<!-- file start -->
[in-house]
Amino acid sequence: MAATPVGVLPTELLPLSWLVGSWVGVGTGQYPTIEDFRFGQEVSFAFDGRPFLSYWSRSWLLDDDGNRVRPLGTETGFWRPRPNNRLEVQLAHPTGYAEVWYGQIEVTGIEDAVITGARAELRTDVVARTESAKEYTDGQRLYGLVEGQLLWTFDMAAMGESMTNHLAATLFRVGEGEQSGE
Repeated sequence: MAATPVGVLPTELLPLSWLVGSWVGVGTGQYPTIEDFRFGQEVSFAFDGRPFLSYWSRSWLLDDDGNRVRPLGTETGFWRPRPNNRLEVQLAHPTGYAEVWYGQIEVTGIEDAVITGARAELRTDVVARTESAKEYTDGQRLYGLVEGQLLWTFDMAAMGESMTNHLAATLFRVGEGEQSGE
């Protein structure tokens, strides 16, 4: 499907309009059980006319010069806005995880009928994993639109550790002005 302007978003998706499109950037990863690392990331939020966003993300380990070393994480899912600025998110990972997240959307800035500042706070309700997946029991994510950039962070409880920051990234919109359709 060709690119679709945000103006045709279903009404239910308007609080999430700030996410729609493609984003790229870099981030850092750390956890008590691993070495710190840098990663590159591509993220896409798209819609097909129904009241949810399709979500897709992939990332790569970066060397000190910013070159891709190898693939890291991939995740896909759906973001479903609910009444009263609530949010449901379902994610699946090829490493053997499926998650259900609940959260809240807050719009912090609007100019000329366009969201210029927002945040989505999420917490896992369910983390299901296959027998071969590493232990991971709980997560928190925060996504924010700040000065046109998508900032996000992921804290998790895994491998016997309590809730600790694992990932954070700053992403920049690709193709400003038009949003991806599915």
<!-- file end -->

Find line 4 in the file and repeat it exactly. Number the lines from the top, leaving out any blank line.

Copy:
């Protein structure tokens, strides 16, 4: 499907309009059980006319010069806005995880009928994993639109550790002005 302007978003998706499109950037990863690392990331939020966003993300380990070393994480899912600025998110990972997240959307800035500042706070309700997946029991994510950039962070409880920051990234919109359709 060709690119679709945000103006045709279903009404239910308007609080999430700030996410729609493609984003790229870099981030850092750390956890008590691993070495710190840098990663590159591509993220896409798209819609097909129904009241949810399709979500897709992939990332790569970066060397000190910013070159891709190898693939890291991939995740896909759906973001479903609910009444009263609530949010449901379902994610699946090829490493053997499926998650259900609940959260809240807050719009912090609007100019000329366009969201210029927002945040989505999420917490896992369910983390299901296959027998071969590493232990991971709980997560928190925060996504924010700040000065046109998508900032996000992921804290998790895994491998016997309590809730600790694992990932954070700053992403920049690709193709400003038009949003991806599915």